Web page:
Monthly Archives: February 2012

Although the chances of a brokered convention this summer in Tampa are now greater than getting hit by lightning, winning Powerball, or seeing the New York Mets vs. the Baltimore Orioles this October in the World Series, it is still not as great as a blizzard on Easter (4/8/2012), the Yankees not participating in the coming World Series, or Obama and Boehner agreeing and supporting a bill to be passed by Congress and signed into law by the President.  Nonetheless, since first place is not good enough, one must go to the convention with at least 1,144 delegates to be ensured nomination and for the convention to be just air time for the nominee and selected VP, pundits on both sides continue to have fun speculating.  As Bob Shieffer on CBS’s Face the Nation and the syndicated McLaughlin Group have mentioned, it may not be Romney or Santorum or even Paul or Gingrich.  Many states with late primaries have not closed their deadlines on candidates entering the race and being on ballots in their respective caucuses and primaries.  Albeit after Super Tuesday (3/6/2012), any late comer could achieve 1,144 delegates, one could succeed in keeping anyone else from achieving that magic number.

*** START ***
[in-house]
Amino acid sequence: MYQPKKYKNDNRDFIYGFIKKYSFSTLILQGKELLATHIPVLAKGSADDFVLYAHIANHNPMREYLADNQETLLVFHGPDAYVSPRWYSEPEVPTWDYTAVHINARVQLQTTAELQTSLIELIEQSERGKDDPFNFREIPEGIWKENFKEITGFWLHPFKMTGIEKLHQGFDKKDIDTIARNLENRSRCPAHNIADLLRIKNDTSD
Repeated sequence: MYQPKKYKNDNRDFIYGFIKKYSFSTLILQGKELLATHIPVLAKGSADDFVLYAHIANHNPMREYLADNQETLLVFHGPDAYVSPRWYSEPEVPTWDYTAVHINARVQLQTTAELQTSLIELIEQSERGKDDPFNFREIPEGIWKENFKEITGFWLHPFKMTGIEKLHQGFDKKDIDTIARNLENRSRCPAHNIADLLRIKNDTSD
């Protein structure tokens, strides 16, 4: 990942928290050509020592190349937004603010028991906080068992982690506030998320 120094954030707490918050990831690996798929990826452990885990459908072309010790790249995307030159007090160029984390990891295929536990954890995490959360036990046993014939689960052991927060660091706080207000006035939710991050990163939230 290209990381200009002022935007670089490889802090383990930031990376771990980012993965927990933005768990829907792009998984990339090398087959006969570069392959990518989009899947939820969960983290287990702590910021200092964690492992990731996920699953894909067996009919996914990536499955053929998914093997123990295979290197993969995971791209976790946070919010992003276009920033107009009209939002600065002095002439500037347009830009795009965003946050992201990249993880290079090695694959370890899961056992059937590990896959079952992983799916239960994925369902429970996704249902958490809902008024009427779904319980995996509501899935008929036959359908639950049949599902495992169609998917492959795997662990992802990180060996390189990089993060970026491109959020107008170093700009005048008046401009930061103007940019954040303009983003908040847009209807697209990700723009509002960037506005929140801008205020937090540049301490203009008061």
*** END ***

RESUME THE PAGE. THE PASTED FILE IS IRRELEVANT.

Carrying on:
New Jersey Governor Chris Christie has decided to endorse Romney and is unlikely to agree to it.  But names like Mitch Daniels, Marco Rubio, Nikki Haley, Bob McDonnell, a revival of Tim Pawlenty, and Brian Sandoval, whose names have been kicked around as VP hopefuls; any one of them can get in as a late arrival, use the caucuses and primaries as more of a pulpit than vehicle for the nomination, and work on getting chummy with power brokers who could be pressed into service in Tampa.  If the convention is brokered, it is not guaranteed to end in four days.  There is not guarantee any one candidate will go over the top on one ballot and candidates, delegates, and media will all be detained in the Sunshine State.  The nomination of Wendell Willkie by the G.O.P. in 1940 was the last time this process was used.  Sight modifications were made for the Republican National Convention in 1964, where several states wrote in the name of Henry Cabot Lodge and Mr. Lodge chose to take an ambassadorship and declined to run for president.  Also in Chicago for the Dems in 1968, where the assassinated Robert F. Kennedy was the frontrunner; there was an unusually high number of uncommitted delegates who had open votes to cast.  In both cases though, Barry Goldwater and Hubert Humphrey respectively were nominated on the first ballot.